13 Tips to Create Irresistible Stories with Powerful Pacing

The blue lettering reads: "In every story--There's a time to be..." the cartoon illustration of a blue bunny running with the word fast behind him follows those words  then it reads "and a time to be..." after which is the cartoon illustration of a tortoise with the word slow arched above his shell.

Nearly every aspect of life has pacing. Flowers bloom, seed, and wither. The seasons pass one after the other. The pacing of poetry and music sings to us. And pacing is a fundamental element of storytelling. 

It doesn’t matter if you write long or short forms or in which genre you write. Nor does it matter if you make pacing decisions while outlining, writing, or editing. Pacing allows you to manipulate tension, build suspense, and craft emotional impact in ways that engage your readers. Varying the intensity and speed of your story is a powerful skill. But it is a delicate balance between too fast and too slow. Pacing that is too slow or too fast for the story can make a reader stop reading. The right rhythm and tempo makes your story irresistible.  Here are 13 ways you can control the pacing of your story. 

Pace the Parts of a Story 

The Beginning

Act I of your story introduces your reader to the setting, the characters, and the initial conflict. It also hints at the existence of a world and life that existed in time and space before the story started. The pacing is necessarily slower. Using a slower pace at the beginning allows you to build intrigue, tension, and anticipation in your readers.

The Middle

In Act II and the first half of Act III, sometimes called the rising action of your story, the pace increases. This is where the stakes deepen, the conflict sharpens, and the obstacles grow more and more difficult. Depending upon your genre, your story’s pace may build to a hold-your-breath intensity (think romance) or to heart-pounding, non-stop action (think thriller). 

The Climax

The Climax, also called the story’s Turning Point, is where the tension and stakes and emotions are at their highest point. Here, the story should be at its most intense, rapid, and dynamic. Your story’s pacing needs to reflect the emotional journey you want your characters and readers to experience.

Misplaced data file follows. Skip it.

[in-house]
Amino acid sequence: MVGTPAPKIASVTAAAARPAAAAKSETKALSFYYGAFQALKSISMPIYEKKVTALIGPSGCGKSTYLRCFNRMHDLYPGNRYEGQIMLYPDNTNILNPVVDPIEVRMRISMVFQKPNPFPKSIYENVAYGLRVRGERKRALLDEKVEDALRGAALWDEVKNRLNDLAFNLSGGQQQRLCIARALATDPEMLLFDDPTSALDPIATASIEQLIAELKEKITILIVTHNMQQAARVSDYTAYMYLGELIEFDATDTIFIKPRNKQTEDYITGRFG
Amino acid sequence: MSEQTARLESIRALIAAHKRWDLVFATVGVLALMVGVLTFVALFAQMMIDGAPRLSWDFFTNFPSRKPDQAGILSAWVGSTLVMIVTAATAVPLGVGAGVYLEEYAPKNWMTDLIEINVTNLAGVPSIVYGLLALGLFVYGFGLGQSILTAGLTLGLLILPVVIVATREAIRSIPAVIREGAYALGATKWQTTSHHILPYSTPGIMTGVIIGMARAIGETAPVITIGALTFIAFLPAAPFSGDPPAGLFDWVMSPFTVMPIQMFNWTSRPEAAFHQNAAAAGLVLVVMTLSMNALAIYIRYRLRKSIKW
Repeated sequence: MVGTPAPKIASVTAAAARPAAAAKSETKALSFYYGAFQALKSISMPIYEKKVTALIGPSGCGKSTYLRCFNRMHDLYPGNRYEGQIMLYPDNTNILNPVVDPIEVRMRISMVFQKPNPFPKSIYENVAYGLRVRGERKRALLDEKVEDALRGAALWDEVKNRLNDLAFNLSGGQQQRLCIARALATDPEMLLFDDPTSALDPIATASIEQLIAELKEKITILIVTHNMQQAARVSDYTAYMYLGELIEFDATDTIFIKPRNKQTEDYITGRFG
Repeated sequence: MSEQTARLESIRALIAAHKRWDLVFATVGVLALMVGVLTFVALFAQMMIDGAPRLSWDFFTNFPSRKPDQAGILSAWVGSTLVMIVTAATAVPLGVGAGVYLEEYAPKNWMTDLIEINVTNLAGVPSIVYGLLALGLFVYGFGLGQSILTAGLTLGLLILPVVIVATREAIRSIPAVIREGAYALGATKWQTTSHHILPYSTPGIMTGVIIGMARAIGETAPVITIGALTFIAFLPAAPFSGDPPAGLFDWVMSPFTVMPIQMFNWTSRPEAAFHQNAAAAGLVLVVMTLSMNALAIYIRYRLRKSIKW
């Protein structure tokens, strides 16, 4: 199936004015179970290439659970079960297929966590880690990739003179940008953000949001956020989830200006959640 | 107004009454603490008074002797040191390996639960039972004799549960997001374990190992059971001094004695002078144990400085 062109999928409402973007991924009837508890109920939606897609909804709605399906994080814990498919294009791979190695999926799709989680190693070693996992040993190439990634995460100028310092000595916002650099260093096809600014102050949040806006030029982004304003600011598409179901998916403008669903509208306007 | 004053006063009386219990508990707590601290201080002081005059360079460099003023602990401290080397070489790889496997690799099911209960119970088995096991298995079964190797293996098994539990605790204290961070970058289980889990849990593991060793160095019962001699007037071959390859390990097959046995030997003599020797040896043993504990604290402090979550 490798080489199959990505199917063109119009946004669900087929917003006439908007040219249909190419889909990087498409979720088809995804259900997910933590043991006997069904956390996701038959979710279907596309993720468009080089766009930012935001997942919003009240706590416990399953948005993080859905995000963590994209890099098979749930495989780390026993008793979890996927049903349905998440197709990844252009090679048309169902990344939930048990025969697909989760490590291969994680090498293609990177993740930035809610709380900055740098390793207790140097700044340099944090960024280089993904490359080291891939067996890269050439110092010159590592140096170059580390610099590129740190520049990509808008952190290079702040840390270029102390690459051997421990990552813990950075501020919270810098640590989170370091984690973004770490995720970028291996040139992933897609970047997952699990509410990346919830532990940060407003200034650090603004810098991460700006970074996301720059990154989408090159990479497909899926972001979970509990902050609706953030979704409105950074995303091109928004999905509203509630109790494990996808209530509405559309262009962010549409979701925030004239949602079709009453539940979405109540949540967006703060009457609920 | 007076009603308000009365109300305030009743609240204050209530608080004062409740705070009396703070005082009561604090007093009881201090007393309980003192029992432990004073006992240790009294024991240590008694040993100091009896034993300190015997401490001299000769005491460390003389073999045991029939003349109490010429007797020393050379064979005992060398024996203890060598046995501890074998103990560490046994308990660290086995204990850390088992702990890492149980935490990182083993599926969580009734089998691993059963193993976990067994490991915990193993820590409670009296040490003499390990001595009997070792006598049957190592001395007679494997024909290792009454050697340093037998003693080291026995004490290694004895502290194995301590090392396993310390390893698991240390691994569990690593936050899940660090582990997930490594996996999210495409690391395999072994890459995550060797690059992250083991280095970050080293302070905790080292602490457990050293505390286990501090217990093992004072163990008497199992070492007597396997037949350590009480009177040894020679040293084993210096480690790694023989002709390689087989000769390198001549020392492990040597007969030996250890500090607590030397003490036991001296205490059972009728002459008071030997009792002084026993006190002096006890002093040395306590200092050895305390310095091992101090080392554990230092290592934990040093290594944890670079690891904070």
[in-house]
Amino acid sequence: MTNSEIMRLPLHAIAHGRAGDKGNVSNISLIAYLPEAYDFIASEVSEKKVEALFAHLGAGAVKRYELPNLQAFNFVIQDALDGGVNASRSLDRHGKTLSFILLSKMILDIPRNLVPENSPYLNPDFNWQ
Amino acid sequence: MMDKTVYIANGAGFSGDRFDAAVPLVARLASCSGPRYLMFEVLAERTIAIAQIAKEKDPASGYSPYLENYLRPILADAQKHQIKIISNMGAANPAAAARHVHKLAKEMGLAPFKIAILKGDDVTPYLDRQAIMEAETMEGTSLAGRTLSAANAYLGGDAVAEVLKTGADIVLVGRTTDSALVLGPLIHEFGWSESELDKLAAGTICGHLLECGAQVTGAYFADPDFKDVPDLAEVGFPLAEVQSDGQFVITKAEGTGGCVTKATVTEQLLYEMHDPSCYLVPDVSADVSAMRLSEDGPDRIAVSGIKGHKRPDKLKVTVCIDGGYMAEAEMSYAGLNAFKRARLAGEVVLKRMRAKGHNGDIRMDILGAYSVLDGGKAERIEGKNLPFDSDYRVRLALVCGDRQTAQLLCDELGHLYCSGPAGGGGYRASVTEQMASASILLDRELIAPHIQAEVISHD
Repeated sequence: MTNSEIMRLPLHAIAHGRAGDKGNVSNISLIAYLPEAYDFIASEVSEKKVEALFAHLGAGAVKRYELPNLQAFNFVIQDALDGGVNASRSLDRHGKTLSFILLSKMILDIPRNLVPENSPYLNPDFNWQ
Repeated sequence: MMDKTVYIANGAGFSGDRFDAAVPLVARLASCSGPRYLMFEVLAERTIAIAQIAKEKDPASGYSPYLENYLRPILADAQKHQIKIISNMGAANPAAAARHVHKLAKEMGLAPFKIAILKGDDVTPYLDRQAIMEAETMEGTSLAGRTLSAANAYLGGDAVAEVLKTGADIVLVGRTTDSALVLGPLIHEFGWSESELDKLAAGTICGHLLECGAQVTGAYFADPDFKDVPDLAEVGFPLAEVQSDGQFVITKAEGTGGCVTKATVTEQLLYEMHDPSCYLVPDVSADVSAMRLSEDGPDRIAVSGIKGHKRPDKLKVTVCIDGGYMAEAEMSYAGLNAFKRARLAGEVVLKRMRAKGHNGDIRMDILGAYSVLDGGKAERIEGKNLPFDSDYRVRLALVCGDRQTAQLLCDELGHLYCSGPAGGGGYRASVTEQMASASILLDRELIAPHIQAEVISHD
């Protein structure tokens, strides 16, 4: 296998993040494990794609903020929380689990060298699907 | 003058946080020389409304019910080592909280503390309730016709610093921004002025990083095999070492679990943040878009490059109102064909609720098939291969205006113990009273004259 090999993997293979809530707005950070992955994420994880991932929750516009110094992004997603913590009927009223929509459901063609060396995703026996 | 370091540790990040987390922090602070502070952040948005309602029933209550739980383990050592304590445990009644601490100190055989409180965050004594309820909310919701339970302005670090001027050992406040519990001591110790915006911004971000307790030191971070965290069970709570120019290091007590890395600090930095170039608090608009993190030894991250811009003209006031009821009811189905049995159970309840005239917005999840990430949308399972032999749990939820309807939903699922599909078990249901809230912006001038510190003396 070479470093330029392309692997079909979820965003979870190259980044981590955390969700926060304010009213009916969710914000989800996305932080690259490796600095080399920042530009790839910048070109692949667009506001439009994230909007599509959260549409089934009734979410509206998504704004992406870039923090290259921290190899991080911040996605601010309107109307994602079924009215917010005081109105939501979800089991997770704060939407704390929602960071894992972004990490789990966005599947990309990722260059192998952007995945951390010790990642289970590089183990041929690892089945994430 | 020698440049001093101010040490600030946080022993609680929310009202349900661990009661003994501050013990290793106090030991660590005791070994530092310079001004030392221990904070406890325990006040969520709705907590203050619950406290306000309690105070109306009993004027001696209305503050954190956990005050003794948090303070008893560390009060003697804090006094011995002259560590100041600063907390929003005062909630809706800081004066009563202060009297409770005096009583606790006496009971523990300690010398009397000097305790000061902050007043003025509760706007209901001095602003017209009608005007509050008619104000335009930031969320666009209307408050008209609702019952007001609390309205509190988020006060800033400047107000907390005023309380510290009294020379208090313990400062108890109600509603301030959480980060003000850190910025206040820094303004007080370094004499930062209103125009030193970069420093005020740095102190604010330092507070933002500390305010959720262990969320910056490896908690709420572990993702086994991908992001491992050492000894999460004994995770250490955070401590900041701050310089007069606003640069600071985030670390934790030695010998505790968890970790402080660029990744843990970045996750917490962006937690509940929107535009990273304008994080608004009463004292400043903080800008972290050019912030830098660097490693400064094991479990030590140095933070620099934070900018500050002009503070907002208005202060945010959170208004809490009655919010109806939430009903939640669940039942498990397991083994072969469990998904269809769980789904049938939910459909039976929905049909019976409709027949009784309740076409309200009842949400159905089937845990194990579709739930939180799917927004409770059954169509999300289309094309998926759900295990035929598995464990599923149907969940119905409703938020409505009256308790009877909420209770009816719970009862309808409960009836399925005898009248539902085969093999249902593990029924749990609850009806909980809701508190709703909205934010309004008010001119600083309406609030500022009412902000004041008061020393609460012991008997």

The Falling Action

During the Falling Action, the major plot problem is resolved. The pace gradually slows, which allows you to reveal how the major problem has worked out. This slow down allows your characters and readers to process what has happened.  

The Ending

The end of the story is where you address unresolved subplots and the future of your characters. The pace here varies depending upon your genre, whether there’s a sequel, and the emotional impact you want to impart. It can be brisk and conclusive and leave the audience with a feeling of resolution. Or it can be slow and deliberate, allowing your characters and readers time for contemplation and interpretation. Finally, it can be at any level in-between. 

What Determines Pacing?

The problem with pacing is that every phase, part, and component of a story contributes to the pace. Your choice of genre, the story premise, and the characters determine what pace your readers will expect in your story. But pacing goes deeper than that. 

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The rest of this post discusses how to determine what pace is needed, when to change the pace of a story, and tips for how to speed up the pace and how to slow it down. To read the rest of this post, please go to Writers in the Storm. Or explore other how-to write posts on this site.

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